The Health Department could print and distribute that leaflet as it is, or suitably modified. The mass media and social media should be fully utilized for this program.

As this must become a national campaign to eliminate the COVID-19 virus, everyone must be drawn into it. A Committee of Party Leaders must be established, possibly in Parliament, which will make all political parties and their supporters participants in the campaign. We must stop criticizing each other but must come together as one nation fighting a common enemy.

Cooperation should extend down to every village and urban slum. Anti-Covid Committees should be set up at village and workplace levels and the people should help each other e.g. provide food for those who need it. The rest of the village can help those who are quarantined. They can ensure that the maximum support is obtained from the state agencies and services and supplies are distributed to the needy. The PHIs, the PHNs, the midwives and other health staff should play a leading role in health education as they are used to delivering health messages to the people and the people have confidence in them and will listen and absorb what they say. A cooperative spirit must be promoted at all levels.

But, thereafter, wise policies must be carried out. If in addition to Sri Lankan citizens living abroad being allowed to return, tourists are also being encouraged to come as an important source of foreign exchange, then the exclusion of all infected persons must be ensured. If anyone escapes the preventive net, then the cluster control techniques must be strictly enforced. In particular, the entry of the more transmissible strains from abroad must be prevented. This is on the presumption that no animal host exists or appears, but to detect this if it exists, an animal surveillance program must be carried out worldwide, Sri Lanka included, continuously.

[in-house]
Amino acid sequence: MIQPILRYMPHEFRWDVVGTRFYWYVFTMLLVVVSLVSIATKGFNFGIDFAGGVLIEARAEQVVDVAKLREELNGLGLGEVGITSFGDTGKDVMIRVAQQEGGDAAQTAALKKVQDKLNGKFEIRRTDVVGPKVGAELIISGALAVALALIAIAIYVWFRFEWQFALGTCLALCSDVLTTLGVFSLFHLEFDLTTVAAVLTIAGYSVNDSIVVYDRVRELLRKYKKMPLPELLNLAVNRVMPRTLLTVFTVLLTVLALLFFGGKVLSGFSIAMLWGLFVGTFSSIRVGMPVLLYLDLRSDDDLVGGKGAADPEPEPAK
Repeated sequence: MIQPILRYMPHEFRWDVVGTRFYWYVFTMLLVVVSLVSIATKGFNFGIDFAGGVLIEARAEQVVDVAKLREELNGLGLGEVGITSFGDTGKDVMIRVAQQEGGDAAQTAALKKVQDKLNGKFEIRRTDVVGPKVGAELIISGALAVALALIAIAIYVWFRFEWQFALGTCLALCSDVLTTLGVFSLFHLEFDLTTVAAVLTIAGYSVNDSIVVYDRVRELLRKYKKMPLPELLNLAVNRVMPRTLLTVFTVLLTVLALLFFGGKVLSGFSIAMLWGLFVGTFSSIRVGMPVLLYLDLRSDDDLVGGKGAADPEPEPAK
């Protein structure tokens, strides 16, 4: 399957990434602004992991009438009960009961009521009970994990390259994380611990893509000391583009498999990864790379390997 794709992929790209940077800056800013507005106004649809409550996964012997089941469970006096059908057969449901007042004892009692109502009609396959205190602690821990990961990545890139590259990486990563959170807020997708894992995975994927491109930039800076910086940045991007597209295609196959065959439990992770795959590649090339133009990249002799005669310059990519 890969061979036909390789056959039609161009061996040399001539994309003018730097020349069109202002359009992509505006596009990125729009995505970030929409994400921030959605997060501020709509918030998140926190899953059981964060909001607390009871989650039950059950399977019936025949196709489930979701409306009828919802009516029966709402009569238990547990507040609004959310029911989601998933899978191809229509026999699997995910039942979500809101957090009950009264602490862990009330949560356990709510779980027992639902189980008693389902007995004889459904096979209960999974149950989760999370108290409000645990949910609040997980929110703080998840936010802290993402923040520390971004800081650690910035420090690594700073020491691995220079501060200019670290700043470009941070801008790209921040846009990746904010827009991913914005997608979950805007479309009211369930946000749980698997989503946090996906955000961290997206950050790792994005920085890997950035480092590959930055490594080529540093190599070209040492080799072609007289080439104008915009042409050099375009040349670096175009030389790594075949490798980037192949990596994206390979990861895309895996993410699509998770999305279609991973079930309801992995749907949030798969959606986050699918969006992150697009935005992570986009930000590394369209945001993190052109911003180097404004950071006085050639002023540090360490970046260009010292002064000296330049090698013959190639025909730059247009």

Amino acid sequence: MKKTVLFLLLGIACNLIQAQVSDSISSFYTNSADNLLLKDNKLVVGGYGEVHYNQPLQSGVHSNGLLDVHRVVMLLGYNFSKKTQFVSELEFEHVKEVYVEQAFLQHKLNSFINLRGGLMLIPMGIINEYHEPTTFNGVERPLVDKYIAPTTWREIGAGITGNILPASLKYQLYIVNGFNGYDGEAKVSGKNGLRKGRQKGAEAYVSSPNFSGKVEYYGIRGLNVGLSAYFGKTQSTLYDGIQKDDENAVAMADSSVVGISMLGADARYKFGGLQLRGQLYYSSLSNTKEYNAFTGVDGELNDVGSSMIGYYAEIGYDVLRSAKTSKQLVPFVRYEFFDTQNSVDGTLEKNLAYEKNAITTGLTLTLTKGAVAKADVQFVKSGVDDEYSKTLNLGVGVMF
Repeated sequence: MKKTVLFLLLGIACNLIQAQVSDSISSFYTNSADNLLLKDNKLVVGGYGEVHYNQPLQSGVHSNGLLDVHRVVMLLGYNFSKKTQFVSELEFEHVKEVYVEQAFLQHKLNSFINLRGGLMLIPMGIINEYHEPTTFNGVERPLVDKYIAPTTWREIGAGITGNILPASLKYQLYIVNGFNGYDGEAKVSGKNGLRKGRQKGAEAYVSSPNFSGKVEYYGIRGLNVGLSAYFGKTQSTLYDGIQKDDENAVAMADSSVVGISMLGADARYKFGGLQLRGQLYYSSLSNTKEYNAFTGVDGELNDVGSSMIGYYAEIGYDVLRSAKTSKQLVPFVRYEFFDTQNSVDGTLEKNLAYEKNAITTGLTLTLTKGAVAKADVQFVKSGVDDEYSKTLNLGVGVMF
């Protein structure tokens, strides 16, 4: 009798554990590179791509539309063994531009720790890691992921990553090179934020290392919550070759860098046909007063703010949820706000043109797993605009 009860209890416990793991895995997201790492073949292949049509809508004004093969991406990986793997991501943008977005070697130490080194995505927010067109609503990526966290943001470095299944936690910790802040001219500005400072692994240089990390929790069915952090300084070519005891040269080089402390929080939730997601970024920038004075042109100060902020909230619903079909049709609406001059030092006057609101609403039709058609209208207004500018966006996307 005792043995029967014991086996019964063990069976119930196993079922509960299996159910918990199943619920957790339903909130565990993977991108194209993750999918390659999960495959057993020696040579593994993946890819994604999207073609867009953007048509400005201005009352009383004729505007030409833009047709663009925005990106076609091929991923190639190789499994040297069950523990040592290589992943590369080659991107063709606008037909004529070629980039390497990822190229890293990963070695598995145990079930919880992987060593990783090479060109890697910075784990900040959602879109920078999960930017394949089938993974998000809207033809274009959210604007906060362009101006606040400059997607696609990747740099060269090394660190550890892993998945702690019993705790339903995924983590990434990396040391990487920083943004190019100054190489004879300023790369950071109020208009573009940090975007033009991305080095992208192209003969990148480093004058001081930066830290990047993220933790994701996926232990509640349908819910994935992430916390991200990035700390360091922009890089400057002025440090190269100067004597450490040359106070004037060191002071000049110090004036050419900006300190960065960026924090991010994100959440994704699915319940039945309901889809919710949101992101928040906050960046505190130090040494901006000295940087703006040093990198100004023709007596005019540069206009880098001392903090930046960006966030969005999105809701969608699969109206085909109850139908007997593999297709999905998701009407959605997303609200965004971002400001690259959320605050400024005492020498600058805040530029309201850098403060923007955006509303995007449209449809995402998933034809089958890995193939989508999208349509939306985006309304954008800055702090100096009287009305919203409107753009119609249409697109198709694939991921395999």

But the ultimate solution is the development of an effective and safe vaccine and ensuring that every person is properly immunized. At least 80% of the population needs to be immunized if the chain of transmission is to be interrupted. The fact that this is a new virus to the world, and as there is no herd immunity, more frequent administration of vaccine may be necessary.

The various vaccines that have been developed very rapidly (in less than one year when the usual minimum is about seven years – reflect the advances in new technology) have not had the time to be fully tested. But, it is with time that the duration of the protection given by these vaccines after two shots can be properly determined.

Therefore, it may be necessary to give many more shots and even as frequently as every year if the immunity developed is not sustained. The two mRNA vaccines developed in the USA, besides the excessive cost, are questionable on scientific grounds as mRNA vaccines have never been developed and used before and they may have side effects that could be serious. If we are getting vaccines from the WHO, the best option would be to obtain the Oxford / Zeneca vaccine which uses an Adenovirus as a vector, and there is no danger of untoured consequences. As this is being produced in India by the reputed Indian Serum Institute, it would be safer to get it from them as the price too will be very much lower. This would enable the Government to purchase the added requirement for at least 60% of the population, who do not get the vaccine supplied by WHO.

Finally, I must say something on the controversial question of the non-burial of COVID-19 victims. In my view, as a scientist, I would tend to permit burials as the risk of transmission through water is extremely remote and has as yet not been reported to have occurred. With the death of the COVID patient, the replication of the virus in the dead body ceases. Whatever virus may have been produced earlier would have died in a matter of hours, but certainly within a day. It would appear from the decision been taken by the Minister of Health, she wishes to make absolutely certain that there is no danger to society, even though there is no scientific evidence as yet to confirm that there is a risk to society.

Professor Tissa Vitarana

(Source: The Island)